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Please use this identifier to cite or link to this item: https://dspace.lboro.ac.uk/2134/9489

Title: Performance measurement for construction businesses
Authors: Ahmad-Latiffi, Aryani
Keywords: Construction organisation
Performance measurement
Migration path
Issue Date: 2012
Publisher: © Aryani Ahmad Latiffi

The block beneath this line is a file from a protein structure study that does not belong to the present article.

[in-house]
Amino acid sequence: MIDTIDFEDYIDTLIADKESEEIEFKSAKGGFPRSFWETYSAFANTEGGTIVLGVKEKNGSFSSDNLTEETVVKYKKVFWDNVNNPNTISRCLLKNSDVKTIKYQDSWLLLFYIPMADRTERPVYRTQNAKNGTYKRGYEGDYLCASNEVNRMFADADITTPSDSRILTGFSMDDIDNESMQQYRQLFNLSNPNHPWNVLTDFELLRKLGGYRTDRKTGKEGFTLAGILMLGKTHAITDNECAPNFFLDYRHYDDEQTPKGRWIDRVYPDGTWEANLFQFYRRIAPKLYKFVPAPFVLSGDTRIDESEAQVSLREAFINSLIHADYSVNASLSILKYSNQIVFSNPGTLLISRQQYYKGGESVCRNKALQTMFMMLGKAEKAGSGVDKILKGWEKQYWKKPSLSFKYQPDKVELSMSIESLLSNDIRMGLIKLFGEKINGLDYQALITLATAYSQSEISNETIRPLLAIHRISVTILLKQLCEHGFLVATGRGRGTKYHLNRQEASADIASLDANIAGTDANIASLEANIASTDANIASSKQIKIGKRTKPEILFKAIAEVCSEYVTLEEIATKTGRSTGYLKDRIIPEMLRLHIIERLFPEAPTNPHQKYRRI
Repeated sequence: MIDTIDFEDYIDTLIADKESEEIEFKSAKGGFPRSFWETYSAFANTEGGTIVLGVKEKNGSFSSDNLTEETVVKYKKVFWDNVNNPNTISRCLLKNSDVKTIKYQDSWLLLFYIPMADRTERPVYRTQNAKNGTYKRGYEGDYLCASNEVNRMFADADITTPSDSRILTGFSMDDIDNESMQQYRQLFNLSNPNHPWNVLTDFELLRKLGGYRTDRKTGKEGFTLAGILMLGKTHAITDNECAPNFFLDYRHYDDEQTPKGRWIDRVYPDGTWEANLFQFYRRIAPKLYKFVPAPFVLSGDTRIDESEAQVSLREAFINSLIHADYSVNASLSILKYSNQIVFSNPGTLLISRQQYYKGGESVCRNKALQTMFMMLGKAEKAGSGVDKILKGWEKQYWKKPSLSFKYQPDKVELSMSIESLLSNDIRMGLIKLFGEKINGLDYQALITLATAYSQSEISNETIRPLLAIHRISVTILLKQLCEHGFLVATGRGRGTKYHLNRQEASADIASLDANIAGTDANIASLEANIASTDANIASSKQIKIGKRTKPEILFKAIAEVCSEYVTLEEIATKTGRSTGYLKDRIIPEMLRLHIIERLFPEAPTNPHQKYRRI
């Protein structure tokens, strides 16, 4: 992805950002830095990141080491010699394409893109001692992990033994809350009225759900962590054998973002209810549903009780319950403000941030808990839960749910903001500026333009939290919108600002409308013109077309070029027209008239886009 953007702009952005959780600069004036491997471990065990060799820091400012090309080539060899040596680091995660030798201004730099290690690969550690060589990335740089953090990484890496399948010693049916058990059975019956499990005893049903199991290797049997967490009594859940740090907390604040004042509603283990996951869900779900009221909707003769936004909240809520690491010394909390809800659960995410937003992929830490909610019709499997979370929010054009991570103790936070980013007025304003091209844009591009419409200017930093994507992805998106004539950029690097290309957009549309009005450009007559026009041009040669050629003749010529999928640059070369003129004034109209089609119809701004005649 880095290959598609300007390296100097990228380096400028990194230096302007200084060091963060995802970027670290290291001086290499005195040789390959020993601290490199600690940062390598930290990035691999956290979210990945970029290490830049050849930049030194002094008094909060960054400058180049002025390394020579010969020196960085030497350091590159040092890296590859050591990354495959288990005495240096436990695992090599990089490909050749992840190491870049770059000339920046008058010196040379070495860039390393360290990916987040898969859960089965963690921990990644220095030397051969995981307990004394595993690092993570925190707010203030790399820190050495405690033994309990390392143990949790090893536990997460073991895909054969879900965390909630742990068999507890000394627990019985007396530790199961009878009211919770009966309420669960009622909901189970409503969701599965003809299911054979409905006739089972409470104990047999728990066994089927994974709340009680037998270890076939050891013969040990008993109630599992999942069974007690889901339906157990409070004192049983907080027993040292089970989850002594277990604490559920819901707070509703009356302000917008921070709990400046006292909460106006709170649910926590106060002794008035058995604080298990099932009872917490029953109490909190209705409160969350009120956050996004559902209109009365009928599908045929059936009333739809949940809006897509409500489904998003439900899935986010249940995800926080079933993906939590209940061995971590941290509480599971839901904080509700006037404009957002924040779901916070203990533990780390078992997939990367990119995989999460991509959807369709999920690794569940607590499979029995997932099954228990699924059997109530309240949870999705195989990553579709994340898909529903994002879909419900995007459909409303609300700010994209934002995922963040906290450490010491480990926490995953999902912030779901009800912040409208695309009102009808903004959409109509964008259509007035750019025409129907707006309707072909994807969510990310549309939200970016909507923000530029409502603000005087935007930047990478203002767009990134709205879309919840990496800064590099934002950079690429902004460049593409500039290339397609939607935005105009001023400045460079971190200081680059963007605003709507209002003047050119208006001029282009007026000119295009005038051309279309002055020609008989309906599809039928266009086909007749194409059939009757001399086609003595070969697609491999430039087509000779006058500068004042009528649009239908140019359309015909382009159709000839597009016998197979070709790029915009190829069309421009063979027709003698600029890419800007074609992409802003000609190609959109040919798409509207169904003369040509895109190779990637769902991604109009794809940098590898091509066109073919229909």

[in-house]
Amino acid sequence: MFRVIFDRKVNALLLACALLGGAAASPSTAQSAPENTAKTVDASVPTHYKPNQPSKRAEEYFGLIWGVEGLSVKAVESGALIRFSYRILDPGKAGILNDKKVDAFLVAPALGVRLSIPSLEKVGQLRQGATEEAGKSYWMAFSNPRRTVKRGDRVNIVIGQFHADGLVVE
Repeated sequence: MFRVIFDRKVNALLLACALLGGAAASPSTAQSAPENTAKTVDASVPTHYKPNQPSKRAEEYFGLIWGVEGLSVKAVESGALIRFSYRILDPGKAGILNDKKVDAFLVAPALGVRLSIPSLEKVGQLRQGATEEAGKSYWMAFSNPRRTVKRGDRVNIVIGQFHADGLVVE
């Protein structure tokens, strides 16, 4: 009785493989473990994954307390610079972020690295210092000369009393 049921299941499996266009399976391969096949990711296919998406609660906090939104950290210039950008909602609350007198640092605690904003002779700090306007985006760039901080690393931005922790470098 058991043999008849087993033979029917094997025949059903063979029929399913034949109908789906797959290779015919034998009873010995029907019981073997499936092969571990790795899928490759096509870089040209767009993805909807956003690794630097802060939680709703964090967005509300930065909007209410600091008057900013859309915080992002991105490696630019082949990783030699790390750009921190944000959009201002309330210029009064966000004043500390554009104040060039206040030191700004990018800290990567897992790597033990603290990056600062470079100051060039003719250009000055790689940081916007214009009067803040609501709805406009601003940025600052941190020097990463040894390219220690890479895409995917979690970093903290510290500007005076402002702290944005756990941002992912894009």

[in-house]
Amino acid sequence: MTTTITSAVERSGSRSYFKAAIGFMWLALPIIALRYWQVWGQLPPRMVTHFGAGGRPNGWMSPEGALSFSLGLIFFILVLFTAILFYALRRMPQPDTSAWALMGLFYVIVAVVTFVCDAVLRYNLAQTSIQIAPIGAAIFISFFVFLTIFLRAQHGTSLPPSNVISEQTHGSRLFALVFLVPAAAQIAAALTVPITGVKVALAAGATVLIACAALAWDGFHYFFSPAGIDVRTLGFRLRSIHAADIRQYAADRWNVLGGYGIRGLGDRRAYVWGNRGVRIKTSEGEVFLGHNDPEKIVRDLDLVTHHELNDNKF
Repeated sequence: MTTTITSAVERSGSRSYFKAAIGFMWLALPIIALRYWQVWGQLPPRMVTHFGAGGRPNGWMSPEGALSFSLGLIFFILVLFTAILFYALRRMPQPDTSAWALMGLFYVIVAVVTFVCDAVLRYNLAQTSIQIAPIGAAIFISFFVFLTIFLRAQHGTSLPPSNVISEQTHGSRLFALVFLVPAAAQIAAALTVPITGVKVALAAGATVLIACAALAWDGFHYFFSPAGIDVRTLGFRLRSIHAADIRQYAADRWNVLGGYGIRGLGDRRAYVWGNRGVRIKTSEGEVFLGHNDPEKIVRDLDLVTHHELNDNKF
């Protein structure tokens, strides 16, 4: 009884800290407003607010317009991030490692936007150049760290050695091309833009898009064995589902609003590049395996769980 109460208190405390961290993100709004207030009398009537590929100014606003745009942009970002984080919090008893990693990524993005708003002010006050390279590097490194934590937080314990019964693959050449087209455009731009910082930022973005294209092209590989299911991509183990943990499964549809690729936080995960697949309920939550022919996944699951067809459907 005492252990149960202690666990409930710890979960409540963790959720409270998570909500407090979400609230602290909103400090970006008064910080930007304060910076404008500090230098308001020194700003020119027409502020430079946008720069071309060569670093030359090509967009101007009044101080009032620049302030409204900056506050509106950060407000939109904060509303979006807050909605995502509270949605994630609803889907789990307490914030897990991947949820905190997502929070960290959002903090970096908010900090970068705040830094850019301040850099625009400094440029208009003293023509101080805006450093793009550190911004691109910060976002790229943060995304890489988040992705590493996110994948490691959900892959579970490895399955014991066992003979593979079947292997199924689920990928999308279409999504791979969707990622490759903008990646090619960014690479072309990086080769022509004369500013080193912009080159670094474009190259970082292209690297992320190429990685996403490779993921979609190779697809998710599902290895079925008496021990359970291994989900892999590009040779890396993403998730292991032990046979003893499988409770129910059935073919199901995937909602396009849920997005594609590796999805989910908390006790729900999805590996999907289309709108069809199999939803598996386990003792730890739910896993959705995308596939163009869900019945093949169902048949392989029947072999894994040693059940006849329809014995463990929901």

Abstract: Measurement of performance is important to the construction sector as an additional way of improving and sustaining competitiveness in the long-term. Most large construction organisations in the United Kingdom (UK) practise performance measurement because they believe it affects their business positively in the longer-term. Performance measurement is thus, recognised as an important way of keeping an organisation on track in achieving its strategic objectives. However, there are still construction organisations that believe performance measurement does not aid in creating and developing appropriate strategies for their organisations, but helps organisations in identifying areas where they did or did not perform well. The improvements in performance thus, can only be brought about through step-by-step strategic guidance to organisations to achieve their performance targets. The first step towards achieving these targets comprises the following: understand the performance measurement process of organisations, and identify the appropriate criteria that need to be measured to improve business; identify strengths and opportunities, which in turn can create a way to maximise profits for an organisation. Such an approach would help organisations target relevant performance measurements and embed them in their organisational strategy in a structured step-by-step manner. Premised on the foregoing, this research project aims to investigate potential tools for improving performance measurement practices in the construction industry. In addition, this research aims to assist organisations in implementing performance measurement in a proper manner and to help them understand the performance measurement process. The first step (objective 1) of this research is to review the generic body of literature in performance measurement to understand key concepts, definitions and existing practices and identify commonly used performance measurement tools. It is noted that there are several definitions of performance measurement. However, at its basic level, performance measurement is a process of determining how successful organisations or individuals have been in attaining their objectives and strategies. To achieve this, the outputs of an organisation's strategic and operational processes are measured in a quantifiable form; the results are used to monitor closely the performance of the organisation, internally and externally. Findings of the review (and later those of objectives 2 and 3) reveal that the Balanced Scorecard (BSC) and the European Foundation for Quality Management (EFQM) Excellence Model are the two most widely known and used tools, in all sectors including construction, to measure an organisation s performance. Semi-structured interviews (objectives 2 and 3) were conducted with performance measurement directors and managers in large UK construction companies. The interviews revealed that performance measurement is being practised in organisations directly or indirectly to help improve businesses and profits. The purpose of interviews was to seek the organisations views on how they approach and conduct performance measurement and derive benefits from it. All organisations agreed that the financial aspects such as profit margins and growth, as well as non-financial aspects such as health and safety and customer satisfaction are important criteria to be measured. Both financial and non-financial criteria need to be considered and included in an organisation's strategy; they are important considerations for any future strategy development. Findings of the interviews and the literature review suggest the best way to create an organisation's strategy as the following: understand the performance measurement process of organisations and identify the appropriate criteria, which need to be measured to improve business; identify strengths and opportunities, which in turn can create a way to maximise profits for an organisation. This led to